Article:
Teaching English to our newest immigrants is too important to remain scattered in various disciplines throughout the Los Angeles Community College District.
According to California Tomorrow, an organization that documents demographic trends, 5.3 million people in California are foreign-born--20% of the population.
It is imperative that they learn to read, write, and speak English if they are going to rise above entry-level jobs.
To meet this demand the Board of Governors of the Community Colleges as well as the State Academic Senate have mandated that English as a Second Language is a separate discipline to be taught by instructors who have received the specialized training this field requires.
A body of intensive research in language acquisition has exploded in the last 25 years.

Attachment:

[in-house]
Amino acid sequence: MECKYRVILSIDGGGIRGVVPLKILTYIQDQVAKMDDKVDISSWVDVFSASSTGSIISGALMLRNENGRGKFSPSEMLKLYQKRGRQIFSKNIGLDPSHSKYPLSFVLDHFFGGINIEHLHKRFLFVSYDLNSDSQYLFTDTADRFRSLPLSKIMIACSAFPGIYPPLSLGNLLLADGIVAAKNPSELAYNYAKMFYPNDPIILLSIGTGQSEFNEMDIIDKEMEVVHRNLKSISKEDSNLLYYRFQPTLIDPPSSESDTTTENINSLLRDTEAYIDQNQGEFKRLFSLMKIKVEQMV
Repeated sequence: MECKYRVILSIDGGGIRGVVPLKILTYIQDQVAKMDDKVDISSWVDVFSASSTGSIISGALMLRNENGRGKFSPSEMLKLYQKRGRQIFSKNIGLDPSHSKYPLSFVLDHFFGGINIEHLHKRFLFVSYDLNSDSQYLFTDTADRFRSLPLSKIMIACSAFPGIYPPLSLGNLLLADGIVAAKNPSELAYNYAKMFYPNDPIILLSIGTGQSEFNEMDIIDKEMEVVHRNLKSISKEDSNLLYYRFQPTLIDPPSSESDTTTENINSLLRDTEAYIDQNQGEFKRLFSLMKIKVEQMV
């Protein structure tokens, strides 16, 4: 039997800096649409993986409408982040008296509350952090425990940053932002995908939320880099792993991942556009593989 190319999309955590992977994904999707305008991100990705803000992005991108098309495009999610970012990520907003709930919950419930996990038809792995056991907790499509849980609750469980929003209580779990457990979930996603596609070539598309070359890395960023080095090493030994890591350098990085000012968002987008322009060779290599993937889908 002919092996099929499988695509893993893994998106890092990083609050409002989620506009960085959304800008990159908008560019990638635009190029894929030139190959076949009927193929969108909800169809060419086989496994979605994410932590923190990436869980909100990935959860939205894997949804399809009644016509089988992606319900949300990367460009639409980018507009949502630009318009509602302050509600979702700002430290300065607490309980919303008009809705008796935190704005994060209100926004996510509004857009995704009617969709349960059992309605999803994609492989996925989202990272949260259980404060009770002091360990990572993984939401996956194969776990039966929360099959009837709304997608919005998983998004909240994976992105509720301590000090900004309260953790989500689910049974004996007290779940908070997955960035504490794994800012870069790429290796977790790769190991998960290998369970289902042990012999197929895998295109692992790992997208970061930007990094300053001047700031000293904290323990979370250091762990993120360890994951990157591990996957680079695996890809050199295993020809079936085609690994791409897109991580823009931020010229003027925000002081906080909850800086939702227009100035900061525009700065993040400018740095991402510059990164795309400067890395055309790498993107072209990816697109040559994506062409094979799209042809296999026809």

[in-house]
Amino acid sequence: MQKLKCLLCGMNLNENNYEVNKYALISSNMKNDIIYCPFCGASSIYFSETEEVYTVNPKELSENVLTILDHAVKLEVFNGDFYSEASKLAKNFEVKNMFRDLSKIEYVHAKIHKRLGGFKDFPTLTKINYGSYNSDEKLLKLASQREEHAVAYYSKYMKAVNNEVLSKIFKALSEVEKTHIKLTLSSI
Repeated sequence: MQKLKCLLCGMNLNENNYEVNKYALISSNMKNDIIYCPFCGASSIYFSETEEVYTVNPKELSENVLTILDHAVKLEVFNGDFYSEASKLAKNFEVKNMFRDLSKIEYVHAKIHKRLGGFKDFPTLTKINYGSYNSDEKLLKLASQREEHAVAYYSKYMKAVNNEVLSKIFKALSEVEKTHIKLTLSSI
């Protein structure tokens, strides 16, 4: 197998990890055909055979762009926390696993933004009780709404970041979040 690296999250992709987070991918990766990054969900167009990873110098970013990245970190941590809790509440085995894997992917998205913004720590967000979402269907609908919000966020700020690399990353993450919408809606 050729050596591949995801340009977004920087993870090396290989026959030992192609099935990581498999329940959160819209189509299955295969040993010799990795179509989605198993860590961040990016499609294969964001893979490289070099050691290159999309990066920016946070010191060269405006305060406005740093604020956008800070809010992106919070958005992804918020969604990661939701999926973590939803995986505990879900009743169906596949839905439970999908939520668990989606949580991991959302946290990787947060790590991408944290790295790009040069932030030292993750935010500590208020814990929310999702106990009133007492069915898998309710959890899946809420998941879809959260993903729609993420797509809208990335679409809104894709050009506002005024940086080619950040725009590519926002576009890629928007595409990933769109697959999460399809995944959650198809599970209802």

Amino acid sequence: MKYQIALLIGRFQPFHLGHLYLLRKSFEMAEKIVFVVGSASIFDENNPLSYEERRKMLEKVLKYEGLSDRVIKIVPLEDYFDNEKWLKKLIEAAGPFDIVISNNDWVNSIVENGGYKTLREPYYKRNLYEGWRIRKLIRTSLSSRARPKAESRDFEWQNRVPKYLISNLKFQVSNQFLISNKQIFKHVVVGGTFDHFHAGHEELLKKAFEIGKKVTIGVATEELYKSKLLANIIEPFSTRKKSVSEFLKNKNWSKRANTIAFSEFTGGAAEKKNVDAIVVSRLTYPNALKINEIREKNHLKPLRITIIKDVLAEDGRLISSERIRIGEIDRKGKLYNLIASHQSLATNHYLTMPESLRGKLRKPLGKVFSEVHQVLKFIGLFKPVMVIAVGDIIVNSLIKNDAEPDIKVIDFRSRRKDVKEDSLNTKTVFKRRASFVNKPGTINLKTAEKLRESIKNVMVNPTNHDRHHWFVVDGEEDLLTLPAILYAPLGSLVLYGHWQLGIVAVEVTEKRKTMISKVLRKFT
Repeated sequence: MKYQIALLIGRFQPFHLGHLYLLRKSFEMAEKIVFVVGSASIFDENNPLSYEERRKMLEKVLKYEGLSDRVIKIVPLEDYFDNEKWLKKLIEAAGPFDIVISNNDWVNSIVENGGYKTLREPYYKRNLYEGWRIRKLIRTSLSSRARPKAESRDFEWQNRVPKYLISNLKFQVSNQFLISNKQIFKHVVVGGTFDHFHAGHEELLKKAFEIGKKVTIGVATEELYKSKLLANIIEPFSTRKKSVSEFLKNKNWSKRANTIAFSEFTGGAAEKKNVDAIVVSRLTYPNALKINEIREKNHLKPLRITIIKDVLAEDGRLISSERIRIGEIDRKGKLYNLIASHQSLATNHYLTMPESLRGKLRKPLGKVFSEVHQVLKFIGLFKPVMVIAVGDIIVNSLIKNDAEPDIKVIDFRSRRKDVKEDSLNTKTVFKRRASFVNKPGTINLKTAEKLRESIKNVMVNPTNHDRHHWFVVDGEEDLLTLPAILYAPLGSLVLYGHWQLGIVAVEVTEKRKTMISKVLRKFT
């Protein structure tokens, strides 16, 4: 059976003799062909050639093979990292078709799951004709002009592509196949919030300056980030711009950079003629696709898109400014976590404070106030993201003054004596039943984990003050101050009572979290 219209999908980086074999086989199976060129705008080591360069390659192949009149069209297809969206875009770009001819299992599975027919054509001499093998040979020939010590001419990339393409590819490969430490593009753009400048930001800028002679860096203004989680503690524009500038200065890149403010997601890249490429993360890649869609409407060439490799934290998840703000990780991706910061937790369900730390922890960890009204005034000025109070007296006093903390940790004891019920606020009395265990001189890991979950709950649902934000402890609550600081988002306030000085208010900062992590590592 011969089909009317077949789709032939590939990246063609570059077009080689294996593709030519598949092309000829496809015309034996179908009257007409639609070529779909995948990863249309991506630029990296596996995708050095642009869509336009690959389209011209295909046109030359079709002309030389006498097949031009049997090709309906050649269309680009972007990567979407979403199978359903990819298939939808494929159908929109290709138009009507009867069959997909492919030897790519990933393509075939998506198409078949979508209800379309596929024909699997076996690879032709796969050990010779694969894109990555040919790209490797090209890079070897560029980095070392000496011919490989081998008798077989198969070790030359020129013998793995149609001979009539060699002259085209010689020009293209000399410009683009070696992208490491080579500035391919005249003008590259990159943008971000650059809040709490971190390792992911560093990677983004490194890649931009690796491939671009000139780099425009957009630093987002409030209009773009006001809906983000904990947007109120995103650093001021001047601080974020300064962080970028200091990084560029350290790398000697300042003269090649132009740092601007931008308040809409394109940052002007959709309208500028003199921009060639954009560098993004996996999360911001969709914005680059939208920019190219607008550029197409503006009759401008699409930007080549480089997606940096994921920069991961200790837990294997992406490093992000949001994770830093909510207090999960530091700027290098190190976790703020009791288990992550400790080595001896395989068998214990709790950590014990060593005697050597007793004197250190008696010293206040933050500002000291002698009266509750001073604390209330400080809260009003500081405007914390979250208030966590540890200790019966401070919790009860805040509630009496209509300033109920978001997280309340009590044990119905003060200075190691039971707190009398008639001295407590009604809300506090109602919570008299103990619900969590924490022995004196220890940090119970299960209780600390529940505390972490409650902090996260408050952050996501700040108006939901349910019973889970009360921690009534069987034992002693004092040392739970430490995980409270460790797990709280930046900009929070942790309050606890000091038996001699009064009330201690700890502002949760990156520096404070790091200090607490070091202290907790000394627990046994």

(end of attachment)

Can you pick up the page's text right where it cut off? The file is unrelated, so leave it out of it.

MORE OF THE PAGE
This has resulted in the formation of the international organization, Teachers of English to Speakers of Other Languages, whose members include outstanding research scholars, administrators, testing specialists and classroom teachers.
English as a Second Language continues to evolve.
It is similar to other fields that have grown out of parent disciplines.
Thirty years ago microbiology was a fledgling field in bacteriology. Now it is a separate field of study. Respiratory therapy was not taught as a separate field until sometime in the 1950s.
Before that any knowledge in this area was incorporated into nursing and medicine. Mathematics gave birth to computer science over 40 years ago.
Today all three of these fields are taught as distinct disciplines by specialists in the field.
Teaching English to speakers of other languages is an academic field requiring special programs for its students and special professional preparation and education for its practitioners.
It recognizes that there are differences between first- and second-language learning. The time has come to recognize that a specialty in this area will help to meet the highly specialized needs of our growing immigrant population to help them become better citizens.